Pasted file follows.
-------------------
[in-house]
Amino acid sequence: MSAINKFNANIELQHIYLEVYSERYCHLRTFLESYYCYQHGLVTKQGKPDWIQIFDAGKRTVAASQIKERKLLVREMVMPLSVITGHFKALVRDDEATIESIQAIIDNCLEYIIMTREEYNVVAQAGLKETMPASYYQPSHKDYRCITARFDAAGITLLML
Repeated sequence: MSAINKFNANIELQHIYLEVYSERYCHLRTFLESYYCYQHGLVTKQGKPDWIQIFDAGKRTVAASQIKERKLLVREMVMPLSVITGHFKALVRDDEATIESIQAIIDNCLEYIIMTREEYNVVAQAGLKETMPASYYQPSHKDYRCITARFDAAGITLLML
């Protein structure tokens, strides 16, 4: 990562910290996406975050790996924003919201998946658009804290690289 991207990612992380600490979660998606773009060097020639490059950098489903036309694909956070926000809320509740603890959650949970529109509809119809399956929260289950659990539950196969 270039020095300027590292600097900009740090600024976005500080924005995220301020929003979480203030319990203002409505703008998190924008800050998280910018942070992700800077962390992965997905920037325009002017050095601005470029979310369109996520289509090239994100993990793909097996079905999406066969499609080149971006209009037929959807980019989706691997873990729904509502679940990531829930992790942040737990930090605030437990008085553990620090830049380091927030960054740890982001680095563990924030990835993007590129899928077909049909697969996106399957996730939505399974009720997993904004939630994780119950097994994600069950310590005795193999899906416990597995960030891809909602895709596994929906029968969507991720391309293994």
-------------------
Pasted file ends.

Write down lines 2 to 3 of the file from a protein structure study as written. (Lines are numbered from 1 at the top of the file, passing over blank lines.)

Amino acid sequence: MSAINKFNANIELQHIYLEVYSERYCHLRTFLESYYCYQHGLVTKQGKPDWIQIFDAGKRTVAASQIKERKLLVREMVMPLSVITGHFKALVRDDEATIESIQAIIDNCLEYIIMTREEYNVVAQAGLKETMPASYYQPSHKDYRCITARFDAAGITLLML
Repeated sequence: MSAINKFNANIELQHIYLEVYSERYCHLRTFLESYYCYQHGLVTKQGKPDWIQIFDAGKRTVAASQIKERKLLVREMVMPLSVITGHFKALVRDDEATIESIQAIIDNCLEYIIMTREEYNVVAQAGLKETMPASYYQPSHKDYRCITARFDAAGITLLML